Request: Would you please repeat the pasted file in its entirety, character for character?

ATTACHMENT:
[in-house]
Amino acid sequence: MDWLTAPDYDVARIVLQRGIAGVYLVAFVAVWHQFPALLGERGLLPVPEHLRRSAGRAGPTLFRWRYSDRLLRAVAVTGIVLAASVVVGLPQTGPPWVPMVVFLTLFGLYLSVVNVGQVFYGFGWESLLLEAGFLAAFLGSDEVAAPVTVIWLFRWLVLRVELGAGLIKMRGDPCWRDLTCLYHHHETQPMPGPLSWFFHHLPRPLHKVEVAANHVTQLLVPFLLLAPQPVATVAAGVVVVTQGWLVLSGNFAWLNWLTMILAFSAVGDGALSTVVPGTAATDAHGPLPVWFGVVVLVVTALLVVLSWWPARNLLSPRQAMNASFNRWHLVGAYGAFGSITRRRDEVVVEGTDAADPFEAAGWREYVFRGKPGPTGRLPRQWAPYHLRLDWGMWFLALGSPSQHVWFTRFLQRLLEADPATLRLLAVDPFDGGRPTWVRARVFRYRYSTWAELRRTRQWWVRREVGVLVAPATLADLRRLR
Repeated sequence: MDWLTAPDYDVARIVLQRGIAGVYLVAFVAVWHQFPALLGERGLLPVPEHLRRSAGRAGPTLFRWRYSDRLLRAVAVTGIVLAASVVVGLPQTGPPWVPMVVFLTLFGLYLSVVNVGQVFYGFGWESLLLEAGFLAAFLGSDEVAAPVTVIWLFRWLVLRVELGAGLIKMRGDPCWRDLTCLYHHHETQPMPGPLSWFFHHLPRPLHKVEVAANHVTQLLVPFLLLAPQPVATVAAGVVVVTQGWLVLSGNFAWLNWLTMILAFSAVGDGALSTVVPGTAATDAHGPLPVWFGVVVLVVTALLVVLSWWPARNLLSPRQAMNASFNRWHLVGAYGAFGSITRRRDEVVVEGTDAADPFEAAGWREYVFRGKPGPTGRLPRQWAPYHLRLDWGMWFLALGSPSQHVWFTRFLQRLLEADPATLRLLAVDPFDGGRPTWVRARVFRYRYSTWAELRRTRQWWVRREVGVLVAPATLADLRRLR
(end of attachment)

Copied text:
[in-house]
Amino acid sequence: MDWLTAPDYDVARIVLQRGIAGVYLVAFVAVWHQFPALLGERGLLPVPEHLRRSAGRAGPTLFRWRYSDRLLRAVAVTGIVLAASVVVGLPQTGPPWVPMVVFLTLFGLYLSVVNVGQVFYGFGWESLLLEAGFLAAFLGSDEVAAPVTVIWLFRWLVLRVELGAGLIKMRGDPCWRDLTCLYHHHETQPMPGPLSWFFHHLPRPLHKVEVAANHVTQLLVPFLLLAPQPVATVAAGVVVVTQGWLVLSGNFAWLNWLTMILAFSAVGDGALSTVVPGTAATDAHGPLPVWFGVVVLVVTALLVVLSWWPARNLLSPRQAMNASFNRWHLVGAYGAFGSITRRRDEVVVEGTDAADPFEAAGWREYVFRGKPGPTGRLPRQWAPYHLRLDWGMWFLALGSPSQHVWFTRFLQRLLEADPATLRLLAVDPFDGGRPTWVRARVFRYRYSTWAELRRTRQWWVRREVGVLVAPATLADLRRLR
Repeated sequence: MDWLTAPDYDVARIVLQRGIAGVYLVAFVAVWHQFPALLGERGLLPVPEHLRRSAGRAGPTLFRWRYSDRLLRAVAVTGIVLAASVVVGLPQTGPPWVPMVVFLTLFGLYLSVVNVGQVFYGFGWESLLLEAGFLAAFLGSDEVAAPVTVIWLFRWLVLRVELGAGLIKMRGDPCWRDLTCLYHHHETQPMPGPLSWFFHHLPRPLHKVEVAANHVTQLLVPFLLLAPQPVATVAAGVVVVTQGWLVLSGNFAWLNWLTMILAFSAVGDGALSTVVPGTAATDAHGPLPVWFGVVVLVVTALLVVLSWWPARNLLSPRQAMNASFNRWHLVGAYGAFGSITRRRDEVVVEGTDAADPFEAAGWREYVFRGKPGPTGRLPRQWAPYHLRLDWGMWFLALGSPSQHVWFTRFLQRLLEADPATLRLLAVDPFDGGRPTWVRARVFRYRYSTWAELRRTRQWWVRREVGVLVAPATLADLRRLR